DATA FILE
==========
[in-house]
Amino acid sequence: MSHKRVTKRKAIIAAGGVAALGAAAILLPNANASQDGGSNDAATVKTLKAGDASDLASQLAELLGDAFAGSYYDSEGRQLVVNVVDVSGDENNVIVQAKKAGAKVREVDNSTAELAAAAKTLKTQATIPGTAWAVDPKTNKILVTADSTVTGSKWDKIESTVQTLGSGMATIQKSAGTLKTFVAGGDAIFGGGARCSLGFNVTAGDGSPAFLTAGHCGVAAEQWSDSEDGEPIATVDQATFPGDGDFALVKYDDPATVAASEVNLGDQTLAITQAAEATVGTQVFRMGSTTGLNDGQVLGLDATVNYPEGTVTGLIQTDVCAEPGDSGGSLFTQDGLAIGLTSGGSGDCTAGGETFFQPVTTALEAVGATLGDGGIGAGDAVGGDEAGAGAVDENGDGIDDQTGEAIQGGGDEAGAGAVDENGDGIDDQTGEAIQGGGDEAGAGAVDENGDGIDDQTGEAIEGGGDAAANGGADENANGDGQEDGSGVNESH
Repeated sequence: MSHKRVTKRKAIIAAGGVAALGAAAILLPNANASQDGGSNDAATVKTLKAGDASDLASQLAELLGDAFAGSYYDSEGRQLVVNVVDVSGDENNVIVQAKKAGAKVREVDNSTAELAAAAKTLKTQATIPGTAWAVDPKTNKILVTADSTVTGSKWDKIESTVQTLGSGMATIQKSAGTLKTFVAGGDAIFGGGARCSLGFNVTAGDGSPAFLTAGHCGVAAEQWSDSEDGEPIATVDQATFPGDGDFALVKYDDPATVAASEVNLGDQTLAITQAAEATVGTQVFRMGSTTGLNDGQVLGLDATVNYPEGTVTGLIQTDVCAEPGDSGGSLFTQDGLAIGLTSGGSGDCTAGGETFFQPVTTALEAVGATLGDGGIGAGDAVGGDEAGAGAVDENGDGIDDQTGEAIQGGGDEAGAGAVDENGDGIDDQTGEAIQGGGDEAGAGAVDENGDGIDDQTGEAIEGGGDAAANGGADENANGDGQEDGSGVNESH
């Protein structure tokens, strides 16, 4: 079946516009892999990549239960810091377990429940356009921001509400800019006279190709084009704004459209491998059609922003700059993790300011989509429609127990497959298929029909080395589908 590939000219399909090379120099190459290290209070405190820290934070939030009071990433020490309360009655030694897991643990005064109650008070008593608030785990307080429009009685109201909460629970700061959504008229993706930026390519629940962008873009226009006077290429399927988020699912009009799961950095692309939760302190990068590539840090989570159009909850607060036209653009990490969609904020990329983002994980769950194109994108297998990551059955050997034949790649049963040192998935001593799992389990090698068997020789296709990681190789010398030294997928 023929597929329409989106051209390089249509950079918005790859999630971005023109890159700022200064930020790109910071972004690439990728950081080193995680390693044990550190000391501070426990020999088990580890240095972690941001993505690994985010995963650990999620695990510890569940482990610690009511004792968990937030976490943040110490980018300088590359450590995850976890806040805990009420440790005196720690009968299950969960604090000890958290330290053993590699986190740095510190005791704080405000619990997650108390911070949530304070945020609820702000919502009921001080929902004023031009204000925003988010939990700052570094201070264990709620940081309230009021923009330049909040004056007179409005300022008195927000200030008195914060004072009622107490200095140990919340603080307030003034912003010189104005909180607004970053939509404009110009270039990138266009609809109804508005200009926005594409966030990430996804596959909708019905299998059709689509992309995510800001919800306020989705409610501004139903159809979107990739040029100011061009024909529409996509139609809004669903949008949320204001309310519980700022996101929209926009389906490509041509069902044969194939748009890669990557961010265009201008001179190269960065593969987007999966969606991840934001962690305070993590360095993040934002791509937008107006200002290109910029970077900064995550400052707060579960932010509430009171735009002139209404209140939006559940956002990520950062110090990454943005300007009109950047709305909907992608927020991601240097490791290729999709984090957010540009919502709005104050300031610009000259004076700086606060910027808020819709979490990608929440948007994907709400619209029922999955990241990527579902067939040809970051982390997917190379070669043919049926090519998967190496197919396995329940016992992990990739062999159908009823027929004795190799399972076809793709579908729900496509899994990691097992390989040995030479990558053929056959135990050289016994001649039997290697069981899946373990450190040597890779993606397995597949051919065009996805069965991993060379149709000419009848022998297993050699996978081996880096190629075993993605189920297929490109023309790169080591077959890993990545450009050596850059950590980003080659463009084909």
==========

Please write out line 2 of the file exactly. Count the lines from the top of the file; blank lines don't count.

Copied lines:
Amino acid sequence: MSHKRVTKRKAIIAAGGVAALGAAAILLPNANASQDGGSNDAATVKTLKAGDASDLASQLAELLGDAFAGSYYDSEGRQLVVNVVDVSGDENNVIVQAKKAGAKVREVDNSTAELAAAAKTLKTQATIPGTAWAVDPKTNKILVTADSTVTGSKWDKIESTVQTLGSGMATIQKSAGTLKTFVAGGDAIFGGGARCSLGFNVTAGDGSPAFLTAGHCGVAAEQWSDSEDGEPIATVDQATFPGDGDFALVKYDDPATVAASEVNLGDQTLAITQAAEATVGTQVFRMGSTTGLNDGQVLGLDATVNYPEGTVTGLIQTDVCAEPGDSGGSLFTQDGLAIGLTSGGSGDCTAGGETFFQPVTTALEAVGATLGDGGIGAGDAVGGDEAGAGAVDENGDGIDDQTGEAIQGGGDEAGAGAVDENGDGIDDQTGEAIQGGGDEAGAGAVDENGDGIDDQTGEAIEGGGDAAANGGADENANGDGQEDGSGVNESH